Define the customer problem before building

Product leadership at his company doesn’t let product teams start exploring solutions without a product brief. The product brief is a document intensely focused on the customer problem, why the problem matters, and the metrics that will indicate they have solved the problem.

What we find is really having a lot of focus on why is this problem painful for customers, why is this worth solving? It helps us to ultimately open the aperture on the different solutions and get to the right one faster.

The product manager drafts the product brief and makes sure the right people review it. The rest of the product development team gets involved in the editing and refinement process. Product leadership, like Drew, provide strategic guidance. This helps make sure the entire team has a sense of ownership over what they’re building. The team and relevant stakeholders iterate on the document together and evolve it until they’re aligned.

Build in opportunities to generate empathy

One of the coolest ways in which Drew’s company creates such a customer-centric culture is through their driver-for-a-day program. On a regular cadence, every employee at the company has to deliver at least one meal. This mandated dogfooding ensures that they connect with all their customers – drivers, restaurants, and diners – regularly.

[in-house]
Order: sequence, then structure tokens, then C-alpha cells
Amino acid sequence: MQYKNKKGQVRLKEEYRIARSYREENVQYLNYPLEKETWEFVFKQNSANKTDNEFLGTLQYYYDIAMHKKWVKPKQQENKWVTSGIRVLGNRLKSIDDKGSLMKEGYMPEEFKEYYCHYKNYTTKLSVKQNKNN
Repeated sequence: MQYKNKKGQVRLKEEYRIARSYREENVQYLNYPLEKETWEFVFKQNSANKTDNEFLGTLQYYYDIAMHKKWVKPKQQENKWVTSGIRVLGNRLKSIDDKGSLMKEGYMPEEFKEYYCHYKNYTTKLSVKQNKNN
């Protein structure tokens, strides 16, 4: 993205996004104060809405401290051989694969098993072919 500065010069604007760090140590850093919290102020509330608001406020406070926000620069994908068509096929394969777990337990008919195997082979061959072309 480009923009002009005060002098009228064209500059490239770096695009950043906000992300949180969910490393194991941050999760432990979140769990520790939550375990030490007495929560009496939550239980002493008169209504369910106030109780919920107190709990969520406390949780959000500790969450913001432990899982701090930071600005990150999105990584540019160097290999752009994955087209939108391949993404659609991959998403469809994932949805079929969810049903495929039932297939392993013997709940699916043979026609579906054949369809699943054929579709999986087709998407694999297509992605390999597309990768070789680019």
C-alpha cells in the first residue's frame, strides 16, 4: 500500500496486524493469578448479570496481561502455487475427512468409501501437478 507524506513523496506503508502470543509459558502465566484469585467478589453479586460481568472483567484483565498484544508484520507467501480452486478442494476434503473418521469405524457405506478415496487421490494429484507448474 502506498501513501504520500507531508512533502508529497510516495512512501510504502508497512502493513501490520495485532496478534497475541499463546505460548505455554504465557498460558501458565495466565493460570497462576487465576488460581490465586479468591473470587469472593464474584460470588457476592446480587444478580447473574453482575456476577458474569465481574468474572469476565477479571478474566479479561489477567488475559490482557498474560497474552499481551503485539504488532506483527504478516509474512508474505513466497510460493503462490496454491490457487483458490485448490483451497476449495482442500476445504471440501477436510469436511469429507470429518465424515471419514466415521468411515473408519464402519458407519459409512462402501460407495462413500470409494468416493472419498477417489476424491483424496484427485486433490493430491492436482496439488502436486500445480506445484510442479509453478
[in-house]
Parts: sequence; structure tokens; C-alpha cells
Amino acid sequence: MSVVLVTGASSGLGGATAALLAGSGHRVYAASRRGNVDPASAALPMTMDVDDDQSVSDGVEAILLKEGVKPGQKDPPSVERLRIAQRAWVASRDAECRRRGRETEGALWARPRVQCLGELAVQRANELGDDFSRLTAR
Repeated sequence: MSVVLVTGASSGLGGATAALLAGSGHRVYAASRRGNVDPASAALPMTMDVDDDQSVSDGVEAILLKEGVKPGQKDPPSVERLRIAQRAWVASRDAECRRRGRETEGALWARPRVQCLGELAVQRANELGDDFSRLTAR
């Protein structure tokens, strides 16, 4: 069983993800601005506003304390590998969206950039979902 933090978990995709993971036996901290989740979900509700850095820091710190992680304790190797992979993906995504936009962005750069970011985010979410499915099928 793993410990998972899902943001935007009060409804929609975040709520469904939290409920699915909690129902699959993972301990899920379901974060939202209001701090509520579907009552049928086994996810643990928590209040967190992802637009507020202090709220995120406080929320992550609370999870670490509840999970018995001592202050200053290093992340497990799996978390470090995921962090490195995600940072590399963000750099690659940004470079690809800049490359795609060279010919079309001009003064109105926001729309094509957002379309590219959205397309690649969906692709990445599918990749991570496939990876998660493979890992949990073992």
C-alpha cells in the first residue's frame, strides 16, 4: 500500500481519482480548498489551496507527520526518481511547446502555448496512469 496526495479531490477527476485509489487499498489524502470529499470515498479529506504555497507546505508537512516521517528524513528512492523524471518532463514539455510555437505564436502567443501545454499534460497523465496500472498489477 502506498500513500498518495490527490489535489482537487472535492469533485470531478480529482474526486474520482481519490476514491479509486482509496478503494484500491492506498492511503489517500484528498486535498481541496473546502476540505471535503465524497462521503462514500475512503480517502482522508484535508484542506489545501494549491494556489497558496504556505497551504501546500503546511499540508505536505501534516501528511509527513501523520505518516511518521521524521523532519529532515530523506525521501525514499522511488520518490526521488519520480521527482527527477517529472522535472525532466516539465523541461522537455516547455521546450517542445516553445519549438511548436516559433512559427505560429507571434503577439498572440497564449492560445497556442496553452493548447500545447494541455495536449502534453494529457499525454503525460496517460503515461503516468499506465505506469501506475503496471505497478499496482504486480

As Drew’s Thai restaurant experience illustrates, first-hand experience can be powerful. Making sure every employee can do this kind of work regularly takes effort to set up, but the payoffs are huge. It makes customer empathy everyone’s responsibility, not just the product manager’s.

Customer obsession doesn’t happen by accident

Map out the various stages of your product development process. Decide what characteristics you want your culture to focus on the most. If customer centricity is a priority, make it explicit in your product development process. Is it clear how to include customer’s voice throughout? Are there any gaps where there’s a longer stretch without that voice of the customer? Are there any points where product managers on your team should be connecting with customers, but aren’t? Write it down and share it out.

A map of the ways in which the company has built in product obession into each phase in the product development cycle.

This illustration of your product development process helps expose how you can bring that customer voice into the process, from discovery to launch and evaluation. And if you need more help to understand where you stand today, feel free to reach out for a product operations assessment.

Drew’s company has established processes to encourage a customer-obsessed product culture. They have thought about how to get customer-centricity into every step of the way.

Many thanks for the excellent feedback from Kedar Deshpande, Ashleigh Zustra, and Larry McKeogh.